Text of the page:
Category Archives: gedivtf13

My First Class

Wow! I can’t believe I let almost a month slip by since I last posted. I knew I had been slacking when I started getting threatening emails from my regular readers (ahem, Ernesto) telling me I needed to update my blog. I just had no idea it had been that long. Sorry about that! It has been quite busy. Soon, I’ll give a brief recap of my Thanksgiving break, but this post is dedicated to an exciting event…

Yesterday, I got to teach my first class! I’ve filled in for a couple of lectures as a TA in the past, but the notes and slides were handed to me. This was the first lecture that I have ever given where I had to do all of the preparation.

After a semester of discussing ways to engage the students, it was both exciting and intimidating to take a stab at it myself. I filled 45 minutes with a mere 13 slides (I never thought that would happen) full of questions and 2 major activities. Most of you probably don’t care for the nitty gritty, but the topic was Rapid Upper Limb Assessment (RULA) and Rapid Entire Body Assessment (REBA). One of the other really exciting things was that these topics were covered on my final exam today, so it helped me study too. I love killing two birds with one stone!

I think the class went well. I had some good involvement from the students, and got generally good feedback from a student and the normal professor. After all of the nerves and anticipation, it really wasn’t that scary. I could do that for a living!

A good friend asked me to take a picture of my first real class. I didn’t think I would actually teach my own lecture at the time, but in honor of this request, I present to you a picture of my students:

Creeping on my students


I thought it would be a little bit awkward to take a picture from the front of the classroom, so this was the best that I could do.


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It took me about 3 hours to read Nicholas Carr’s article “Is Google Making Us Stupid?” ( Why would it take me so long to read a 4,000 word document? Well, I kept getting distracted. In the midst of reading…

To be honest, I just started reading another one of the assigned articles when I got distracted again and started writing this blog post. I am also chatting online with my sister (hey Josie). While I’d love to vehemently argue that the internet provides us with more good than bad, I’m afraid that I’ve become an example of exactly what Carr was describing. I couldn’t get through the text because there was a lot of it and I’m used to skimming on the computer. I don’t want to sit and read pages and pages of material online. However, I will say that part of that could just be the method in which information is conveyed. I still love to read a good book, and when reading long papers I will print them out every time just so I don’t have to read them on the screen (sorry trees). I don’t think things are quite as bad as Carr suggests in his article, but I do think we are more prone to distraction now than ever before.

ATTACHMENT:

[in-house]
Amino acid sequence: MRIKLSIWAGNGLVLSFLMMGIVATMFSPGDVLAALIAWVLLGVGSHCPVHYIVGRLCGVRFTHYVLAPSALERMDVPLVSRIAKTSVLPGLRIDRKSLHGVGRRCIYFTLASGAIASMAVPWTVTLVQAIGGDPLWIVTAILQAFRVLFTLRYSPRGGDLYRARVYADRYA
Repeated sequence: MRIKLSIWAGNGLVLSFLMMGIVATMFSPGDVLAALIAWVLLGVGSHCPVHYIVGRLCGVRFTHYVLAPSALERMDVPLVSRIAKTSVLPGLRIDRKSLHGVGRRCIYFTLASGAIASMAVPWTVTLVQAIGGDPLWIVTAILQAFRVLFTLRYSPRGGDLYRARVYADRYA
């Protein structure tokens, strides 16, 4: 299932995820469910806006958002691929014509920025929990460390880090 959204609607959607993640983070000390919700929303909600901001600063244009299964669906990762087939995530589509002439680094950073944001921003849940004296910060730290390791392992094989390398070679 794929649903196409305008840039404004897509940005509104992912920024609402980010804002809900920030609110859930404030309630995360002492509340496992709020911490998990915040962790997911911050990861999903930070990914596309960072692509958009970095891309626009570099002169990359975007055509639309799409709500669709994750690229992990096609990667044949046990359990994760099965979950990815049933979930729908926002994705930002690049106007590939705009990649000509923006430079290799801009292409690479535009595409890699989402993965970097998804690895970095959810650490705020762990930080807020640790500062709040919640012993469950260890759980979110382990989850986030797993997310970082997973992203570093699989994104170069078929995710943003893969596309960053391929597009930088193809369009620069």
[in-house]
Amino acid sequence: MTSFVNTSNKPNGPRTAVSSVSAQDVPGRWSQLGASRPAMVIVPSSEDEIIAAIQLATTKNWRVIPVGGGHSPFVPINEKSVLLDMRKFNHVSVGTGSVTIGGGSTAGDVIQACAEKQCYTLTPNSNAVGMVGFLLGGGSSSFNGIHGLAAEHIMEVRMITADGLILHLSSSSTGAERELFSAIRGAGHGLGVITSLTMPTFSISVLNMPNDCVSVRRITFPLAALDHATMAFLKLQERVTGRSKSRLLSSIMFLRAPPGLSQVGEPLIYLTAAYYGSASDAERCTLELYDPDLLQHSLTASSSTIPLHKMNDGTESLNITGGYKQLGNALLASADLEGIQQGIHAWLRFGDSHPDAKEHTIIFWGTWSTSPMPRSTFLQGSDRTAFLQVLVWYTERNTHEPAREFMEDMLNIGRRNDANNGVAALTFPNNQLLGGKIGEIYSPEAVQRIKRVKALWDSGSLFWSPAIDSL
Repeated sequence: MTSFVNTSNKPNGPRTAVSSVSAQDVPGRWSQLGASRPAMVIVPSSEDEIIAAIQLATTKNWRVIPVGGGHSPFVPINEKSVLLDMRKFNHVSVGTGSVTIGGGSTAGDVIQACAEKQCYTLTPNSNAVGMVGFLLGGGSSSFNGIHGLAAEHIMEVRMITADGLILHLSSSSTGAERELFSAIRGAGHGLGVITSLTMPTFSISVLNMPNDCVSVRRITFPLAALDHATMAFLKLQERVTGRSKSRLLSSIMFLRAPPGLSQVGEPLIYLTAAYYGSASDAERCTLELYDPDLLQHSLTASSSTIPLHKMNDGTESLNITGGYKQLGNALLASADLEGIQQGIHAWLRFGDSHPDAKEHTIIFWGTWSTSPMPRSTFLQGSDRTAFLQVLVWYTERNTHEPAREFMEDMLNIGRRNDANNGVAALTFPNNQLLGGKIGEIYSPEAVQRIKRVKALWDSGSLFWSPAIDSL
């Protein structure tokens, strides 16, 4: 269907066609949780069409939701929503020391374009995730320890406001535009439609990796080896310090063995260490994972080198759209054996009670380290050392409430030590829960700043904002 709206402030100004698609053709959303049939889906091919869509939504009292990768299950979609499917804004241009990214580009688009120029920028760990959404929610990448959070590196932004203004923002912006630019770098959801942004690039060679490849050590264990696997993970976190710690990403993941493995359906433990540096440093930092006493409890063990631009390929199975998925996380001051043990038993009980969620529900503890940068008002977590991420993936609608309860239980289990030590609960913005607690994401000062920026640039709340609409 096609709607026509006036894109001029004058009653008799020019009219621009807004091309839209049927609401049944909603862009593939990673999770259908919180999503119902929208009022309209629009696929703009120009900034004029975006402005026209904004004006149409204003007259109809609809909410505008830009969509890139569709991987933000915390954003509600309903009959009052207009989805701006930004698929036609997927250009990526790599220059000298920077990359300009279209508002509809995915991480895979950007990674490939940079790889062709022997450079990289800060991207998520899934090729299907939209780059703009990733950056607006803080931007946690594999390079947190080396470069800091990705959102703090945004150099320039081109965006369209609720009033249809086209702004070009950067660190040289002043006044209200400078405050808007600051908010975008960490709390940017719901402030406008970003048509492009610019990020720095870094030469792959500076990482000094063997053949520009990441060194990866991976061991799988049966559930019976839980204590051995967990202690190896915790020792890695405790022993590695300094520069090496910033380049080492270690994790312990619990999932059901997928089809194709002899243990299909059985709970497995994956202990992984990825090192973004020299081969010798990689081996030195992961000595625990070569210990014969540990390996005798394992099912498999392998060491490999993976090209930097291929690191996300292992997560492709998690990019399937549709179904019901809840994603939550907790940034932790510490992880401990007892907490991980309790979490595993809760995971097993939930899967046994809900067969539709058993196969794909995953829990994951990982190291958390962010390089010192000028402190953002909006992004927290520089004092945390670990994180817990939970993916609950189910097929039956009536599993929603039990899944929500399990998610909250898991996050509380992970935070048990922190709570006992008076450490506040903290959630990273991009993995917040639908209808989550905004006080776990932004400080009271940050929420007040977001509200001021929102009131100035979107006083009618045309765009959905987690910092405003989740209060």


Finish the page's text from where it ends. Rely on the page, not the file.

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Motivating Students

In class this week we discussed how to authentically assess students’ level of understanding of a topic and motivating them to engage with material in classes. It often seems like grades are the only motivator for students and I totally agree with Alfie Kohn’s argument that grades as they are now cause students to seek the easiest task or the path of least resistance. Rather than risk a lower grade, students will choose a less challenging option.

While discussing this in class, I remembered at time when for some crazy reason I was intrinsically motivated to try to learn extra. In my first high school, we had some leverage as to what teachers we got, and in our sophomore year, the humanities classes (English and History) were combined into one “Humanities” class, or Hum, as we called it. While the classes should be equivalent, and they really probably were, one Hum was known to have more difficult teachers. I don’t know what I was thinking but I wanted to challenge myself for some reason (crazy!) and I actually requested the more difficult teachers.

At the end of the year, I had lower grades and I felt stupid. It was like I got punished for trying to push myself. After that I stopped trying to go the extra mile for a long time. I think that I’ve gained back some of that internal motivation, but how do we keep other students from losing it?

The focus on grades finally clicked with me as a TA this week. I have been grading presentations for a class, and the teacher hasn’t posted the grades yet. One of the students was curious about how her group did on the two presentations, so she came and asked what her grades were. I spent about 5 minutes going over the grades and why they got each score. After I tried to explain in detail, she said “A 96 and a 98? Ok” and then walked away. She didn’t care one bit about why she got the grade, as long as it was an A. I can’t say I haven’t been guilty of that as a student myself.

So the question that we all [as (potential future) professors/teachers] have to answer is this: how do we use grades and assessment to give students motivation to learn without punishing them when they choose a harder path?

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Class Notes: We’re all crazy.